The band’s second single, “Colourless Dream,” was later included on the 1988 reissue of the album Epic Garden Music.

 

“Echoplay” is the lead song off their debut album and sounds very much like a hybrid between Joy Division and The Cure.

 

Upon its release in 1980, the soundtrack to the film Times Square garnered more attention than the movie. Not surprising, as it was one of the best soundtracks of the ‘80s and perfectly captured the waning ‘70s punk scene and the emergence of ‘80s new wave. I saw the movie several times as a teen and could relate to its anti-adult authority message (what teen couldn’t), but it was the music that really stayed with me. The film introduced me to Gary Numan’s “Down in the Park,” Roxy Music’s “Same Old Scene,” and the work of Patti Smith. Directed by Allan Moyle, who would later go on to direct Pump Up the Volume, the movie was a commercial failure but has since been rediscovered and maintains a cult following.

The story of the film revolves around two teen girls from vastly different backgrounds who meet in a mental ward and find common ground in their disdain for authority figures. Pamela (Trini Alvarado) is the introverted, lonely daughter of a politician, and Nicky (Robin Johnson) is the tough street kid. They bust out of the ward and go on to form a band (The Sleez Sisters) to vent about their misunderstood lives. They get the attention of a DJ (Tim Curry) who promotes them and they soon find a following among the disaffected youth. Awareness of their differences eventually ends the union, but not before a grand finale show atop a roof in the middle of Times Square.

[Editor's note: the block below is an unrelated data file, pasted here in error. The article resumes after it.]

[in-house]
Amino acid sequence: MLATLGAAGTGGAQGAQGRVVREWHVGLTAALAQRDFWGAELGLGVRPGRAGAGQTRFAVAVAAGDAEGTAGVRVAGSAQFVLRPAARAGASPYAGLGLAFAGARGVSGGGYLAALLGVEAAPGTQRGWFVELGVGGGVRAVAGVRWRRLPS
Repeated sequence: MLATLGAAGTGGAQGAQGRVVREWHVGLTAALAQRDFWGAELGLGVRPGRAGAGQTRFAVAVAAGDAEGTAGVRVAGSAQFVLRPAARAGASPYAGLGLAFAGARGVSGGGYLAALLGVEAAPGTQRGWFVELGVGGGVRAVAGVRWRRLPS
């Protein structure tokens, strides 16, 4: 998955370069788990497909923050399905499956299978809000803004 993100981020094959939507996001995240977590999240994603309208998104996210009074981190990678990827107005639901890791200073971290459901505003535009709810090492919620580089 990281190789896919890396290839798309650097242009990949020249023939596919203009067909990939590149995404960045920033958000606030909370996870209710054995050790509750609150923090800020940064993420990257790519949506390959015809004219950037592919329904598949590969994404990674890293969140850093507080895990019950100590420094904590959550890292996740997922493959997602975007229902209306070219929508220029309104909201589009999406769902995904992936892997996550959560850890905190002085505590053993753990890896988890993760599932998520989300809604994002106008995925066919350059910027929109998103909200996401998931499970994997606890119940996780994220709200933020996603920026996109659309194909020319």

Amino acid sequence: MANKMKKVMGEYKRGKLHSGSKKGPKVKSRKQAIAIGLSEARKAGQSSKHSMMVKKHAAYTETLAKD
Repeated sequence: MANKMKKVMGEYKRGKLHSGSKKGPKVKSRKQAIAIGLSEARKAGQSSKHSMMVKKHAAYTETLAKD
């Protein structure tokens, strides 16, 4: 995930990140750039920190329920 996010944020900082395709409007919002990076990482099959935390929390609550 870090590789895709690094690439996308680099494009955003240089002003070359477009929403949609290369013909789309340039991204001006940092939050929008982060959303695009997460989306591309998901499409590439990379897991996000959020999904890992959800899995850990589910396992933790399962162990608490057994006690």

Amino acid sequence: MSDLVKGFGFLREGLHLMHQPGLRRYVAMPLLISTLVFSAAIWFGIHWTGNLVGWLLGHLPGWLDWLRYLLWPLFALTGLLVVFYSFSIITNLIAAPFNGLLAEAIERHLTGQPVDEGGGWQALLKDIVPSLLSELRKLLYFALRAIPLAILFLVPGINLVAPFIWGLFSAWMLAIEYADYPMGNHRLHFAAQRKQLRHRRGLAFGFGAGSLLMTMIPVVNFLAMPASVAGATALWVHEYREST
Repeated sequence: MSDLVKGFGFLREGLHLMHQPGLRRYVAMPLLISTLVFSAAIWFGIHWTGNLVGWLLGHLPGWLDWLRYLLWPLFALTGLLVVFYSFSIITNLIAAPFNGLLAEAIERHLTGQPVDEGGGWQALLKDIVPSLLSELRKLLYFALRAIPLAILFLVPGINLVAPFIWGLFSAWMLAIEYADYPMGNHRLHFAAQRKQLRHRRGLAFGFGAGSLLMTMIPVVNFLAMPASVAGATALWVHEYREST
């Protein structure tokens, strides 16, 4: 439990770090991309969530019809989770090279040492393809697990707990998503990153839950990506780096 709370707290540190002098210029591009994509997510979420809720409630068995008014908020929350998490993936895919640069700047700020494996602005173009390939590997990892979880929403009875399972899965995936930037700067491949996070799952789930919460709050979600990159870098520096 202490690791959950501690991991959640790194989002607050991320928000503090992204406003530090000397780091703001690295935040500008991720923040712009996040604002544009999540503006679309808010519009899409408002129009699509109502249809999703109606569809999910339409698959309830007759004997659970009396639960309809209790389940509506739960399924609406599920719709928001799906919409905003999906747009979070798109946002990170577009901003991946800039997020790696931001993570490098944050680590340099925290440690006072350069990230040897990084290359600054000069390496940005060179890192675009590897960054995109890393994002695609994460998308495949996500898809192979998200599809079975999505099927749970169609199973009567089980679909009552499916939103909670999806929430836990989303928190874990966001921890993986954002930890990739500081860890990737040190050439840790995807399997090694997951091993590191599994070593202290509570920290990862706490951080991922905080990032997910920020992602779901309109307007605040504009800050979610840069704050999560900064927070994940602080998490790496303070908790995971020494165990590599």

The soundtrack, released as a double album, has an eclectic mix of artists and covers a wide range of music from rock, punk, disco, and new wave. Artists such as David Bowie and XTC were commissioned to write songs for the film, although Bowie’s contribution was nixed due to conflicts with his record label. Other artists who contributed to the soundtrack are The Cure, The Ramones, Robin Gibb, Talking Heads, The Pretenders, Lou Reed, Joe Jackson, and Suzi Quatro (yes, Leather Tuscadero from Happy Days). The soundtrack also has original songs performed by the actors in the film, one a duet with Robin Johnson and David Johansen. The production of the film had its difficulties, Moyle being fired over his objections to scenes being cut and the inclusion of some “inappropriate” songs on the soundtrack, but it’s an interesting look at the pre-Giuliani Times Square that doesn’t exist today.